When you’re betting on futures, there are more options than just the championship. You can bet on who will win a division, who will win a conference, or on just about anything you expect to happen. You might not even bet on a team you expect to do well. A sportsbook might predict that a team will win at least a certain number of games. If you think that team will do worse than predicted, you can bet that they won’t hit that number. There are several different types of futures bets to satisfy many different tastes.
Prop Betting Options
Prop betting is also becoming a very popular option for sports bettors. The term “prop bet” is short for “proposition bet.” and can refer to any wager that is not directly based on the final outcome of a game. Most major sportsbooks will release a number of unique NBA odds for games a few hours before tip-off.
There are many different types of prop bet. Honestly, a prop bet can be made on just about anything an oddsmaker can think of. Some, of course, are more common than others. Here are a few to consider:
Individual player performance
Some prop bets are based on an individual player’s performance. For example, a sportsbook might ask the question, “How many points will Dirk Nowitzki score this game?” They will then set a line, let’s say 23 points in this example. Bettors can then make an over / under bet based on that number. Moneyline odds will also be applicable. Rebounds in a single game, three pointers, and other similar statistics are also options for prop bets. This can be an over / under on how many an individual player will get, or it can be a bet on who will get the most.
Much like prop bets on individual performance, there are also prop bets on how well an entire team will do. Rather than paying attention to the number of rebounds a specific player gets, these bets note how well the entire team does. So, for example, rather than looking at the number of rebounds or free throws Dirk Nowitzki gets over the course of the game, we would look at how many rebounds or free throws anyone on the Mavericks got.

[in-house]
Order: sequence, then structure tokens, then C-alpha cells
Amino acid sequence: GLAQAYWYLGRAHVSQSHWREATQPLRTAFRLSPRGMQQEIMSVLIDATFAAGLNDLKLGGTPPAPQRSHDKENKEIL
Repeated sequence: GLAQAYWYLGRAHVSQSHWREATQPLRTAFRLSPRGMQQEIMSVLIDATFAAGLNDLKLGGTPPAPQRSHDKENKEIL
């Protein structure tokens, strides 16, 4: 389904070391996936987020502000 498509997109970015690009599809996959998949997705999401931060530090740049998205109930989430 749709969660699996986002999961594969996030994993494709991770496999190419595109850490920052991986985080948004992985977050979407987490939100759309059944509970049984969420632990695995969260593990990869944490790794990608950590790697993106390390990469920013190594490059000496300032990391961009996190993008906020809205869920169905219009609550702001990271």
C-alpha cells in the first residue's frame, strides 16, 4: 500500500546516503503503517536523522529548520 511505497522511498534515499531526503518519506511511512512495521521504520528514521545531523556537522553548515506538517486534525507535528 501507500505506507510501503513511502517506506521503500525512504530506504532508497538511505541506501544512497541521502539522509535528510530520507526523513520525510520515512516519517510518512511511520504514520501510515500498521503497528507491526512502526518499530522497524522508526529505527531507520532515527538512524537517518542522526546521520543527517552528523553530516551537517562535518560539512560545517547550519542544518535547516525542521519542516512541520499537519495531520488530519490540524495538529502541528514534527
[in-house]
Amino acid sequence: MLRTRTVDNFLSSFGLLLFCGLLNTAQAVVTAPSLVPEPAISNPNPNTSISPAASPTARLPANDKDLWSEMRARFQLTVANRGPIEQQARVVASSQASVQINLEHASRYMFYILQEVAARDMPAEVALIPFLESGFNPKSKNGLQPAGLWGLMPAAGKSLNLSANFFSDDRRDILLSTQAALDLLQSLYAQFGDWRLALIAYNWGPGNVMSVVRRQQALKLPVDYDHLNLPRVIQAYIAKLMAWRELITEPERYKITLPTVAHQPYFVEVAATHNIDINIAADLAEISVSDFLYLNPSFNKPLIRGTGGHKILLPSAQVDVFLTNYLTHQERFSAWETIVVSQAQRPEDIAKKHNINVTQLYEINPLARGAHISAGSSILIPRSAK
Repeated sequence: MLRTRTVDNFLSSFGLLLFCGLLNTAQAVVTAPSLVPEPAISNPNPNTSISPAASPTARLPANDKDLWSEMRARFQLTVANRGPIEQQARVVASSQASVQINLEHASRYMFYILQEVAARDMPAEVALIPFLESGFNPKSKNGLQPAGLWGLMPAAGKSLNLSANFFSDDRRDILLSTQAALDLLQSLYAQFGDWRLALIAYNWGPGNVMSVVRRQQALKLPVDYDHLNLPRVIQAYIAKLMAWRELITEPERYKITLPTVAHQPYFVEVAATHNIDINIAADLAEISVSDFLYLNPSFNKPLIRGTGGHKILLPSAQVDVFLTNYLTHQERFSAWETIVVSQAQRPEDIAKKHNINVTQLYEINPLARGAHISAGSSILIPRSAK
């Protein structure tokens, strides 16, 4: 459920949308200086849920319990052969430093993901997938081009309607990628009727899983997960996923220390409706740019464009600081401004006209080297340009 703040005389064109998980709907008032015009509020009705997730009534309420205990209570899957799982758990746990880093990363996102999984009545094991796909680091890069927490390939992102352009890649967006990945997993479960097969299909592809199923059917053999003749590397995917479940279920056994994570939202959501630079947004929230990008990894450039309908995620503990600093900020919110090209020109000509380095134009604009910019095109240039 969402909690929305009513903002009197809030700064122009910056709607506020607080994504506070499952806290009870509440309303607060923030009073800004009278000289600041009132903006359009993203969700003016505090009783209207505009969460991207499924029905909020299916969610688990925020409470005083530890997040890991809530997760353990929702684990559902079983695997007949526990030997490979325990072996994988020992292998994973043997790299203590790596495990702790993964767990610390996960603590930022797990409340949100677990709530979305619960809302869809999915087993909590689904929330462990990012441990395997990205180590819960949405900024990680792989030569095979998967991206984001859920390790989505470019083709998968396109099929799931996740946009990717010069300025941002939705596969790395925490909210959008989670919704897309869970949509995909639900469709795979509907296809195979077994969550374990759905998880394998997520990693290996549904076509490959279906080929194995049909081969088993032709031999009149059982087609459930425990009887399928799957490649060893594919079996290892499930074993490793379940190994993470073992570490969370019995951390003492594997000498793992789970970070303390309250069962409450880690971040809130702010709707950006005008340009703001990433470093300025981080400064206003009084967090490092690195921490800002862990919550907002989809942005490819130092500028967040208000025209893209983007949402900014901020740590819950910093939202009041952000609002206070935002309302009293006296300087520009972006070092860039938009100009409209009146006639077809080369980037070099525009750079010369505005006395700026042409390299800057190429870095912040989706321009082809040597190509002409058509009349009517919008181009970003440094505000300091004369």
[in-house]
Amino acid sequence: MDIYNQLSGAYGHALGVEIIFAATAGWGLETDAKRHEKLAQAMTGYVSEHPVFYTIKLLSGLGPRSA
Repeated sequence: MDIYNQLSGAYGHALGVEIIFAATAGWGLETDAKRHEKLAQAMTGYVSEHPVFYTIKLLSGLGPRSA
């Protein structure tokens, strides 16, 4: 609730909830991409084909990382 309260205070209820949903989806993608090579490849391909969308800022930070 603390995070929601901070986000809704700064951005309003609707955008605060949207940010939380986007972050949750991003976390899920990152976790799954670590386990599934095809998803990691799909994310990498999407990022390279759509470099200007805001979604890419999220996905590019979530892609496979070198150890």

At the beginning of the season, oddsmakers will create a list that includes the players who they believe are the most likely to receive specific awards, such as the NBA MVP Award or the Rookie of the Year Award. Each of the players on the list will be given their own odds. If you think the award will go to someone who’s not on the list, you have the option to bet the field. This is basically a bet that anyone who is not on the list will win the award. Generally, the field is made up of players whose odds to win are so unlikely that individually, the odds for them to win would be bad enough that it’s not worth putting them on the list. However, the odds that at least one of those players might win is significantly higher.
Occasionally, events will take place that focus on individual players. For example, during the weekend of the NBA All-Star Game, players participate in several individual events, such as the Slam Dunk Contest. Prop bets can be made on who will win, specific statistics, and so forth.
In the end, there are countless types of prop bets to make. The only limit is the oddsmaker’s imagination.